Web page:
Economic Recession Reduces The Sales Of Mobile Phone To 80% In Nigeria


The current economic downturn is taking its toll on the country’s hardware market, as the patronage of mobile phones and other devices has gone down by as much as 80 per cent.

Investigation revealed that the last time consumers besieged some of the vendors’ outlets, especially to purchase new mobile devices, was in March this year.

Rather than buy new ones, most Nigerians either maintain their damaged phones, go for refurbished ones or buy low-end devices available in the market.

Also, Personal Computer (PC) penetration in Nigeria remains very low and stagnates at four per cent.Country Manager of a Nigeria-based software company, Olubunmi Ekundare, says PC still holds more promising feature and power than the mobile devices.

Some of the leading mobile phone vendors who spoke at the weekend, confirmed that there has been a lull in the mobile device market, which they blamed on lack of liquidity. It was also learnt that online shopping for smartphones on some eCommerce sites has drastically gone down.

A senior manager at a leading mobile phone sales outlet in Nigeria said the economic situation in the country had badly affected the purchasing power of the citizens who are no longer buying phones.
Device vendors generally agreed that the mobile phone market is seriously challenged, as sales continue to plummet.

“Only God knows what will happen by the end of the year. People hardly buy phones or electronics any more. The traffic has gone down by between 70 per cent and 80 per cent. Government must fix this economy, and quickly,” a senior manager of a micro station said.

In an interview, founder of Yudala, a leading eCommerce site in the country, Prince Nnamdi Ekeh, confirmed the lull in the market, but hinted that the firm was strategizing to earn more market share.

Ekeh, who said mobile phone sales had decreased tremendously, added that Yudala would rather strategize to pull customers from competitors than waiting for new ones to come to the market.

According to him, so many strategies that would help Yudala realise this objective are already in the pipeline, and would soon be unveiled.

Ekeh stressed the need for the government to resolve the foreign exchange (forex) problem.

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According to him, the forex situation is impacting on the information and communications technology sector, which needs it to place an order for equipment.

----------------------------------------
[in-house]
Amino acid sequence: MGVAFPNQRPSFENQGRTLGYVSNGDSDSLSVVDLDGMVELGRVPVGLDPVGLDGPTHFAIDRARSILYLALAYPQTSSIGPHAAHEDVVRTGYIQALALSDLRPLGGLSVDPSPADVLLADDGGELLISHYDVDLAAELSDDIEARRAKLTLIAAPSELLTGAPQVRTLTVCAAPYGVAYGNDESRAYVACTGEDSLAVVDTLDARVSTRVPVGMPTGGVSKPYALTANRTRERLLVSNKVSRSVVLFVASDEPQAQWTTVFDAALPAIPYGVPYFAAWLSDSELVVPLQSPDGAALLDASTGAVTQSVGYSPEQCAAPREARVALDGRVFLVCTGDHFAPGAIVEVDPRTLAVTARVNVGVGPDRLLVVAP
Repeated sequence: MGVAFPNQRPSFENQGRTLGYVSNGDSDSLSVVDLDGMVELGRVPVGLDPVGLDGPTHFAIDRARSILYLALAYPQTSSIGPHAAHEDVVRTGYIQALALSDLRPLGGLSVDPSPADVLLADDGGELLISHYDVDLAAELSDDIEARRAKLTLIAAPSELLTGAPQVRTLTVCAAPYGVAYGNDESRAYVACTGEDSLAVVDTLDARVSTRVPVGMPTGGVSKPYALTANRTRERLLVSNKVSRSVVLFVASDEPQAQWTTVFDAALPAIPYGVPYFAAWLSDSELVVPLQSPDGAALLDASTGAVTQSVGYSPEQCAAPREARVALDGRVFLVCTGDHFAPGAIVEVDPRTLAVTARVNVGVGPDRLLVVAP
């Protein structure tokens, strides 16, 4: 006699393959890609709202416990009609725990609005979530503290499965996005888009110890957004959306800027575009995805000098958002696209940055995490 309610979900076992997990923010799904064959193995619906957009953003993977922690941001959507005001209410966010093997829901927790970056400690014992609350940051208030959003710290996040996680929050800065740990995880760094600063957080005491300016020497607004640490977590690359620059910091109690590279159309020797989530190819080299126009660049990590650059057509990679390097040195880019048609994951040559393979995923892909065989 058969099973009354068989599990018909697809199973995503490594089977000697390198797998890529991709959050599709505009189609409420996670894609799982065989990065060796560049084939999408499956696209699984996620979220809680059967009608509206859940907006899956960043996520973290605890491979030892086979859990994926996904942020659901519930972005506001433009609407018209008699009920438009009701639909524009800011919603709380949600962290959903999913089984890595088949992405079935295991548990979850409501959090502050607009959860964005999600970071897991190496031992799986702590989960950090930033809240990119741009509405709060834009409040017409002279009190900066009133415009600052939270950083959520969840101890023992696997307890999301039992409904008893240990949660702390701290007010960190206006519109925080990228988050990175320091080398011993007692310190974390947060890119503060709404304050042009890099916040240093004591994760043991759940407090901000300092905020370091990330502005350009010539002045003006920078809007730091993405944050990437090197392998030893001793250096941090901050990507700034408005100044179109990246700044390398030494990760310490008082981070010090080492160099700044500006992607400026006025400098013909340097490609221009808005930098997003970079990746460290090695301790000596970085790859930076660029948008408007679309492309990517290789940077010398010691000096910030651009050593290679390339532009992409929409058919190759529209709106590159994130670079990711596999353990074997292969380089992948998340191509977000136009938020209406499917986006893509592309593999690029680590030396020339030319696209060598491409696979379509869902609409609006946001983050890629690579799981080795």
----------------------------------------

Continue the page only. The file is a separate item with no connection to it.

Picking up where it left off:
Speaking, Chief Executive Officer of Jumia, Juliet Anammah, said that with the downturn in the economy, “people now prioritise their wants because there is no disposable income like before.”

Anammah, who noted that people have not really stopped shopping, said: “There is less focus on mobile devices and electronics, but more attention on basic needs and wants. Even with the prioritisation, what we have noticed is that people now go for lower brands that can serve the same purpose as the leading ones. The reasons are obvious, no disposable income.”

A senior manager with Lenovo, who spoke in confidence, said people were still buying mobile devices, but not the premium and high-end brands.

He explained that there had been serious growth in the purchase of devices in the range of N25,000 to N30,000, “but the high-end ones, worth more than N100,000, now suffer low patronages.”

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Relying on statistics from GFK, a leading research consultant, the Lenovo official disclosed that about 550,000 smartphones are sold monthly in Nigeria, while about 25 per cent of this is sold in West Africa.

A consumer, Funbi Akintola, said at Slot Office in Ikeja that people would not buy phones when they are hungry, stressing that with the current economic situation, the customers prioritise their wants.

“Traffic has really gone down here. By this time last year, you could hardly find space inside this outlet. The situation is not peculiar to Slot alone, other shops too are affected. People don’t have money to throw about anyhow anymore,” she stated.

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